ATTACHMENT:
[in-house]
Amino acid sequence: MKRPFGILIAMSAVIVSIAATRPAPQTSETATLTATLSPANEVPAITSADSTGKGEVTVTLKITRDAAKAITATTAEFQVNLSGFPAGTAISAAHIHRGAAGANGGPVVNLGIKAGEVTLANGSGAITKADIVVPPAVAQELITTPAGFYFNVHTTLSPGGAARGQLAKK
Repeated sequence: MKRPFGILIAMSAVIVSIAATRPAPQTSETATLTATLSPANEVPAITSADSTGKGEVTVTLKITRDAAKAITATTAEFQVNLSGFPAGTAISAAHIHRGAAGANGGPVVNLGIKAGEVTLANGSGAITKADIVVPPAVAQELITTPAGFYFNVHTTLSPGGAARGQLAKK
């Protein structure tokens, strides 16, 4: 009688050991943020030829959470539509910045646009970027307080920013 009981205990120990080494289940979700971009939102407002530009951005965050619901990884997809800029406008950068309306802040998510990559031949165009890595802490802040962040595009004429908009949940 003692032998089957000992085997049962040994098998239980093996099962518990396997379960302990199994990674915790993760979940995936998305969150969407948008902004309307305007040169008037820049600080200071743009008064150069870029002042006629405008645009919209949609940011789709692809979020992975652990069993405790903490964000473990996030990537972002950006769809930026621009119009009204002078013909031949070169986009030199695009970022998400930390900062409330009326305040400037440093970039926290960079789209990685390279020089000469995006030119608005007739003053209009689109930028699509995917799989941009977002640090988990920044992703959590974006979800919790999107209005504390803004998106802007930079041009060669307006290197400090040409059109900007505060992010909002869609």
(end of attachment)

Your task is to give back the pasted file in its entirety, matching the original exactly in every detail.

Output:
[in-house]
Amino acid sequence: MKRPFGILIAMSAVIVSIAATRPAPQTSETATLTATLSPANEVPAITSADSTGKGEVTVTLKITRDAAKAITATTAEFQVNLSGFPAGTAISAAHIHRGAAGANGGPVVNLGIKAGEVTLANGSGAITKADIVVPPAVAQELITTPAGFYFNVHTTLSPGGAARGQLAKK
Repeated sequence: MKRPFGILIAMSAVIVSIAATRPAPQTSETATLTATLSPANEVPAITSADSTGKGEVTVTLKITRDAAKAITATTAEFQVNLSGFPAGTAISAAHIHRGAAGANGGPVVNLGIKAGEVTLANGSGAITKADIVVPPAVAQELITTPAGFYFNVHTTLSPGGAARGQLAKK
């Protein structure tokens, strides 16, 4: 009688050991943020030829959470539509910045646009970027307080920013 009981205990120990080494289940979700971009939102407002530009951005965050619901990884997809800029406008950068309306802040998510990559031949165009890595802490802040962040595009004429908009949940 003692032998089957000992085997049962040994098998239980093996099962518990396997379960302990199994990674915790993760979940995936998305969150969407948008902004309307305007040169008037820049600080200071743009008064150069870029002042006629405008645009919209949609940011789709692809979020992975652990069993405790903490964000473990996030990537972002950006769809930026621009119009009204002078013909031949070169986009030199695009970022998400930390900062409330009326305040400037440093970039926290960079789209990685390279020089000469995006030119608005007739003053209009689109930028699509995917799989941009977002640090988990920044992703959590974006979800919790999107209005504390803004998106802007930079041009060669307006290197400090040409059109900007505060992010909002869609």